Uncomfortable nighttime leg sensations can spoil your sleep, but you can take steps to relieve it.

Is restless legs syndrome (RLS) the cause of your restless sleep? This exasperating condition triggers abnormal sensations in the legs and an irresistible urge to move them. It can wreak havoc with sleep, leading to daytime fatigue.

As striking as RLS sounds, it sometimes goes unrecognized. “People come in describing insomnia, but they don’t put two and two together,” says Dr. John Winkelman, an RLS specialist at Harvard-affiliated Massachusetts General Hospital. “You have to make that connection and then address the restless legs, and that helps people to sleep better.”

What is RLS?

Up to 10% of adults may experience restless legs to some degree. About 3% of all adults have truly bothersome RLS, with moderate to severe symptoms at least twice a week.

RLS is more than just garden-variety muscle cramps or aches. The sensations seem to come from deep in the legs, often described as a tingling, aching, pulling, itching, or cramping feeling, or the “creepy-crawlies.” This triggers an irresistible urge to move the legs. The symptoms typically start or get worse at night.

RLS and sleep

The leg sensations caused by RLS make it harder to fall asleep or to return to sleep after being awakened by the leg sensations. “People are kind of up and down and up and down during the night,” Dr. Winkelman says.

Sleeping partners can also suffer, since most people with RLS also experience involuntary muscle movements called periodic leg movements of sleep (PLMS). These typically occur in the foot, ankle, or knee every 15 to 30 seconds, lasting for about two seconds (and sometimes longer). People without RLS can also experience PLMS. Unfortunately, there is no specific treatment for it.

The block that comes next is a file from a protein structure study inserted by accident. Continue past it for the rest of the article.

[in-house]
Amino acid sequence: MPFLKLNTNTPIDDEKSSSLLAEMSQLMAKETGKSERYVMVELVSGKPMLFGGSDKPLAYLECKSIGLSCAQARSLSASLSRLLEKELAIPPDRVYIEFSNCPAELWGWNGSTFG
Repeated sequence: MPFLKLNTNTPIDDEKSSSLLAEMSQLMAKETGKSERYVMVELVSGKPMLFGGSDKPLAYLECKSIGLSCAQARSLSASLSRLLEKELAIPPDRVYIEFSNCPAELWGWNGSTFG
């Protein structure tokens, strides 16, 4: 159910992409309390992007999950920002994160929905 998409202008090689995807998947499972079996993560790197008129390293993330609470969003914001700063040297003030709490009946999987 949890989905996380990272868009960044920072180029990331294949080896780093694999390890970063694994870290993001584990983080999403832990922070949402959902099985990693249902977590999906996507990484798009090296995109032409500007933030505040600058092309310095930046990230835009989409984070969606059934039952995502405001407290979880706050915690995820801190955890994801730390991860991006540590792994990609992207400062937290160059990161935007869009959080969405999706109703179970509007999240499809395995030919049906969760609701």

Diagnosing RLS

There is no simple test for RLS, but with a few questions your doctor can make the diagnosis. Your doctor will do a blood test to measure how much iron is stored in your body. Taking a daily iron supplement sometimes relieves RLS symptoms.

Your doctor will review the medications you take, since some can cause or worsen restless legs. These include certain kinds of antihistamines, antidepressants, and anti-nausea drugs.

Gentle leg stretches before bed can help to relieve symptoms of restless legs syndrome as well as help prevent nighttime cramping caused by muscle injury or overuse.

Treating RLS

There are now five FDA-approved medications for people with severe and frequent symptoms of RLS. On the other hand, if your symptoms are infrequent or only moderately bothersome, you might be able to get by with these self-help strategies:

Avoid caffeine, nicotine, and alcohol, especially within several hours of bedtime.

Before going to bed, massage your leg muscles, do gentle stretches, take a warm bath, or apply heating pads.

Get some daily exercise, which may help to dampen RLS symptoms. It’s unclear what kind of exercise is best, or when to do it—morning, afternoon, or evening. Just do what works for you.

Schedule activities that require prolonged sitting or reclining—like car and plane travel and medical appointments—in the morning rather than the afternoon.

Relief for leg cramps at night

Nighttime leg cramps, though not caused by RLS, can also disturb sleep, and they become more common with aging. Here are some simple things you can do to prevent cramps:

During the day, drink adequate fluids. Drink a little extra when working or playing in hot weather or if you take medications that cause you to excrete extra water, such as the diuretics (“water pills”) that many men take for high blood pressure.

Before bed, gently stretch your legs or slowly pedal a stationary bike for a few minutes, or take a short walk.

During the day, build in frequent walking and stretching time between periods of sitting or resting.

Make sure you wear supportive shoes with firm arch support and laces or other secure fastenings. Flat floppy slippers offer minimal support for your feet.